protestors-attack-american-embassiesWith the story of the Benghazi attack many people forget the other protests and attacks of September 2012. On September 14th Tunisians who were supposedly protesting the now infamous YouTube video attacked the American Embassy, set fire to it, burnt an American school and looted both the school and the American Embassy. In the wake of this particular attack 2 people were left dead and 29 injured.

We hear so much in this country about how tough Islamic justice can be. If we are to believe what we read then we would think that such an attack would warrant a stiff punishment, especially in light of the fact that the Tunisian government officially renounced the attack.

Not so.

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As reported by The Australian:

TWENTY people have received a two-year suspended prison sentence for their part in a deadly attack on the US embassy in Tunisia last year, their lawyer said.

“They all got a two-year suspended sentence,” said lawyer Anouar Ouled Ali.

“We will see with their families if they want to appeal. If they want to, we will do it,” he added.

The verdict, which was not made public, came after only half a day, an unusually short trial in the north African country.

Hundreds of angry Islamist protesters attacked the US mission in Tunis on September 14 after an American-made film mocking their religion was published on the Internet.

Four of the assailants were killed and dozens wounded in the violence, which saw protesters storm the embassy and torch a neighbouring American school.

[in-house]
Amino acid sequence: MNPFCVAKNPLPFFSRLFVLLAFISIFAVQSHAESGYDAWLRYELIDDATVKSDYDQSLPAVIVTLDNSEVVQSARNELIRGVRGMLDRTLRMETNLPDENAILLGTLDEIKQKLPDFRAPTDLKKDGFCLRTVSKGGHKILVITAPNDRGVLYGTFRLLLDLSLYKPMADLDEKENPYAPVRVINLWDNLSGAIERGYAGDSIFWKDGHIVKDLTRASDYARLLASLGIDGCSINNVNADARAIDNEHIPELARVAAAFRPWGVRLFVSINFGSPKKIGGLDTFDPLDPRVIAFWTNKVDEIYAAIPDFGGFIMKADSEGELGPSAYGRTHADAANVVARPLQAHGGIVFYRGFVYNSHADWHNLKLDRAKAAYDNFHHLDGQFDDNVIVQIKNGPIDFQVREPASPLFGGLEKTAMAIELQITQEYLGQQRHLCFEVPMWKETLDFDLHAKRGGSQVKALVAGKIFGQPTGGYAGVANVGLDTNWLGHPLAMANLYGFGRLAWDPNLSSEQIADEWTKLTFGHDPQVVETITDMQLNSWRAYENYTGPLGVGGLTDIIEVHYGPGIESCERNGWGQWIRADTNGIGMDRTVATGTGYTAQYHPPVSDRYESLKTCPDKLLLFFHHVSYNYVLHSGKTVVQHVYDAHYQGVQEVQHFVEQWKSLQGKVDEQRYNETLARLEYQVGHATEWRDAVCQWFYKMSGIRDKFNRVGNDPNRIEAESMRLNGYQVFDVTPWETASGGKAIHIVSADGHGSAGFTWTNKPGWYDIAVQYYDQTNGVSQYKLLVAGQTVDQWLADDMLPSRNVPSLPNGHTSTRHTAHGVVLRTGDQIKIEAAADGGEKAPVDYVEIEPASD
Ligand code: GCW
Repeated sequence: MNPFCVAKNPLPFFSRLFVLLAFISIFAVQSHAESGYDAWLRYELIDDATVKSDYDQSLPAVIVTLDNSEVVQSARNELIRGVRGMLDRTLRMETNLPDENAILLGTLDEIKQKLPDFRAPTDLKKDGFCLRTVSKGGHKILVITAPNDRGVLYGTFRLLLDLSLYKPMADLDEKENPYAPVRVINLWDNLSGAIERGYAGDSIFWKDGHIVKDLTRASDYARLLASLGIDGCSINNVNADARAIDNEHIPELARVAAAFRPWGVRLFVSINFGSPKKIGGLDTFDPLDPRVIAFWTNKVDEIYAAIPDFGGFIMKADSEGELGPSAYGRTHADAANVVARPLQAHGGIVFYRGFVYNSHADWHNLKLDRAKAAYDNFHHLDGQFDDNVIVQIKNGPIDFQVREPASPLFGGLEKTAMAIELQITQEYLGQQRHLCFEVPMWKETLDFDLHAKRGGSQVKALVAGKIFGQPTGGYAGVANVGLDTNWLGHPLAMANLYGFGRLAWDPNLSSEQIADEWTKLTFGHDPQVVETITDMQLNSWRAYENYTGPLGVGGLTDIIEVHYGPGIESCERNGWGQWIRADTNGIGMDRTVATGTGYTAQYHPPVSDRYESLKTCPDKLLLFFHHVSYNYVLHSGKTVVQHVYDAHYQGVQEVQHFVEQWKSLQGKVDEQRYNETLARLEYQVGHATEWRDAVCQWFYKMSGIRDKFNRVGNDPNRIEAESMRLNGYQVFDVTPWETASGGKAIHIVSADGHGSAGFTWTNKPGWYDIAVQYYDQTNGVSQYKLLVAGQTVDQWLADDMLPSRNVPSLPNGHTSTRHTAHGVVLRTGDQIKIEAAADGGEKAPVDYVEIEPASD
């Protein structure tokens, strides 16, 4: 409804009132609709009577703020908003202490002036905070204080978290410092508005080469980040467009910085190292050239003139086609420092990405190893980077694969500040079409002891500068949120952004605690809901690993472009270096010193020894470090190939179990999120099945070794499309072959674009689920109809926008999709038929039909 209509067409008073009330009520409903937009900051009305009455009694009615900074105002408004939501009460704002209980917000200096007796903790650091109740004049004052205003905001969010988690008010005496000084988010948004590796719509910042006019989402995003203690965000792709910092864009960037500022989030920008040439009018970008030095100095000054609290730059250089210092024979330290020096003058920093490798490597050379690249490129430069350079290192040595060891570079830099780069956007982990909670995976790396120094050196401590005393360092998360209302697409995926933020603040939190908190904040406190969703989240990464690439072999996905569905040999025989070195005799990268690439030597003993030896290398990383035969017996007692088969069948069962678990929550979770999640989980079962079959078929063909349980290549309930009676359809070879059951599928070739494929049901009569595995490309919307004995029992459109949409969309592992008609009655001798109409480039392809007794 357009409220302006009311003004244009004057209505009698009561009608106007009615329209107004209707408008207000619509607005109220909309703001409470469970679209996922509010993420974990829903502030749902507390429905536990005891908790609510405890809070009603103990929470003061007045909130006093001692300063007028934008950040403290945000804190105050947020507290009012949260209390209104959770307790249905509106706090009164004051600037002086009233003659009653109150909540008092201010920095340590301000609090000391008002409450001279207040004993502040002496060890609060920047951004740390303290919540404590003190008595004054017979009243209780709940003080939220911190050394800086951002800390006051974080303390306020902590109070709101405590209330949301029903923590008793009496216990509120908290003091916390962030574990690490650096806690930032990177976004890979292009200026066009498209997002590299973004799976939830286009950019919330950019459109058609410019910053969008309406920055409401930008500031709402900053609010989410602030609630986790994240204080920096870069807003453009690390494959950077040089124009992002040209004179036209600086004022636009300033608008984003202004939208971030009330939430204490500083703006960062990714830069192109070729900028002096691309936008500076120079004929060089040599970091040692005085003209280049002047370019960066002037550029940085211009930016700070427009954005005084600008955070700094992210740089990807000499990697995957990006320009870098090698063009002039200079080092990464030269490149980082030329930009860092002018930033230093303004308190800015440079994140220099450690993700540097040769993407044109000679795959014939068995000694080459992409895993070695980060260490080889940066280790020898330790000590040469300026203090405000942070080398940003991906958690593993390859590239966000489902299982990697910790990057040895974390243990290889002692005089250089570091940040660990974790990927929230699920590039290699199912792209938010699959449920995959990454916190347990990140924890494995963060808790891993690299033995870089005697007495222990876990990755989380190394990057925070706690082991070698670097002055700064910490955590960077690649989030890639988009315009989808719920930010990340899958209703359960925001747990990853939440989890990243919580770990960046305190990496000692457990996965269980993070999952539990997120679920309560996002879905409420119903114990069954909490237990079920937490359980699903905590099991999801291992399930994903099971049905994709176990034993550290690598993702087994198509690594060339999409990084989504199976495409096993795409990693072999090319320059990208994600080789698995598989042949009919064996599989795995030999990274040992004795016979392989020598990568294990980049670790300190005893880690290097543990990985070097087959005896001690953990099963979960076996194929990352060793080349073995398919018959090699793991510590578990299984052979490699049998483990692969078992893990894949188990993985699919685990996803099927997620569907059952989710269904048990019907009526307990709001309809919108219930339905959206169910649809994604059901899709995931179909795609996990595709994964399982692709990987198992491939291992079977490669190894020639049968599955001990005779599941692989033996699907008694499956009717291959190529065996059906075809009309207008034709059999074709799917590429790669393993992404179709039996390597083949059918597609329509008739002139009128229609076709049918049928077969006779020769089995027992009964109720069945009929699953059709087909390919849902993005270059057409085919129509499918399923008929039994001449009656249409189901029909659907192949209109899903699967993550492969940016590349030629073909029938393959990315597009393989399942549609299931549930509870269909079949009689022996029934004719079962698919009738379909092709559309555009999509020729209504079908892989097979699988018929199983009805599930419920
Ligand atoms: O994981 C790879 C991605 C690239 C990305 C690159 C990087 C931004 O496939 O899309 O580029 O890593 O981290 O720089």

Questioned individually by the judge, the accused denied having taken part in the protest or attacking the embassy and the police.Advertisement

Tunisian judicial rulings are not usually announced in court.

Defence lawyers strongly criticised the trial and the main charges, including premeditated attacks organised by an armed gang, with sentences ranging from five years in jail to possible death penalties.

No executions have been carried out in Tunisia since 1991 and death sentences are rarely pronounced.

“These protests were part of a spontaneous reaction throughout the (Muslim) world against attacks on our sacred symbols,” said one of the defence lawyers, Slah Barakati.

We have heard that “spontaneous reaction” line before. I’m going to say what I feel and not sugar coat it. People can get that on CNN and MSNBC if they would like.

Have you ever heard that old saying that “men don’t need a reason for sex, they just need a place?”

I feel the same way about radical Muslims. They don’t need a reason. They just need a place. As soon as some obscure YouTube video comes out they all go rushing to do what they were eventually going to do anyway.

A government that renounces such an action is quick to let the perpetrators go with a warning. The truth is that it’s all about politics and always will be.

Of course Tunisia renounced the attack. They had to. Why?

Reuters reported shortly after the incident:

Tunisian President Moncef Marzouki condemned what he called “an attack against the embassy of a friendly nation”.

Tunisia expects Washington to guarantee around a fifth of the $2.2-2.5 billion its needs to borrow next year to help its economy recover after its revolution last year overthew its veteran leader and triggered the Arab Spring uprisings.

We are talking $400-$500 million there. That is what qualifies us as a friendly nation. Of course us giving money to those who hate us and hate our allies is nothing new. Over the weekend Secretary of State John Kerry was busy putting together a $4 Billion package for Palestinians.